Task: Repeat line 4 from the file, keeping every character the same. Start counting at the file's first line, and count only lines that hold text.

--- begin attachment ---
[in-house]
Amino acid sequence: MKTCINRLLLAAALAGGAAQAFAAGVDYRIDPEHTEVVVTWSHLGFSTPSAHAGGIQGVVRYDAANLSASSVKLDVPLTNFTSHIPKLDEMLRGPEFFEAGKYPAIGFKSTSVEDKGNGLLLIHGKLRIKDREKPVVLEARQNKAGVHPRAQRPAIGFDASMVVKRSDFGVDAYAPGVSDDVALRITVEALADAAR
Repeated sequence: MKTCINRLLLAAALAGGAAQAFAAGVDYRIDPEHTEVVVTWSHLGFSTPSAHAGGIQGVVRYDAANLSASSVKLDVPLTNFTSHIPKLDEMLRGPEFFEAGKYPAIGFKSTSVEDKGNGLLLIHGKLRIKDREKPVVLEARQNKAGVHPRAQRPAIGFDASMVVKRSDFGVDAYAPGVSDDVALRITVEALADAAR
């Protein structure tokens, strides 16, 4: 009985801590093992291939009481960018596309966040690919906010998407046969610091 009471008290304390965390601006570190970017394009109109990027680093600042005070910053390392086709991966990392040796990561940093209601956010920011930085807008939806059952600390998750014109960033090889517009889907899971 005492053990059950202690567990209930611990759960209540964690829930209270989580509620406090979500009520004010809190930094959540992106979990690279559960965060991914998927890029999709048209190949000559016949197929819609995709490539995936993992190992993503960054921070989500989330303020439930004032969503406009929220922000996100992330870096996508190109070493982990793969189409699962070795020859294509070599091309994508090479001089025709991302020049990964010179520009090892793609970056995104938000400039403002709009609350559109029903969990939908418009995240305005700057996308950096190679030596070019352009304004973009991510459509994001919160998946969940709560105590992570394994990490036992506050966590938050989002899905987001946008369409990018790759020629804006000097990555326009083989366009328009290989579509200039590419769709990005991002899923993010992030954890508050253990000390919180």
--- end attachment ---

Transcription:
């Protein structure tokens, strides 16, 4: 009985801590093992291939009481960018596309966040690919906010998407046969610091 009471008290304390965390601006570190970017394009109109990027680093600042005070910053390392086709991966990392040796990561940093209601956010920011930085807008939806059952600390998750014109960033090889517009889907899971 005492053990059950202690567990209930611990759960209540964690829930209270989580509620406090979500009520004010809190930094959540992106979990690279559960965060991914998927890029999709048209190949000559016949197929819609995709490539995936993992190992993503960054921070989500989330303020439930004032969503406009929220922000996100992330870096996508190109070493982990793969189409699962070795020859294509070599091309994508090479001089025709991302020049990964010179520009090892793609970056995104938000400039403002709009609350559109029903969990939908418009995240305005700057996308950096190679030596070019352009304004973009991510459509994001919160998946969940709560105590992570394994990490036992506050966590938050989002899905987001946008369409990018790759020629804006000097990555326009083989366009328009290989579509200039590419769709990005991002899923993010992030954890508050253990000390919180």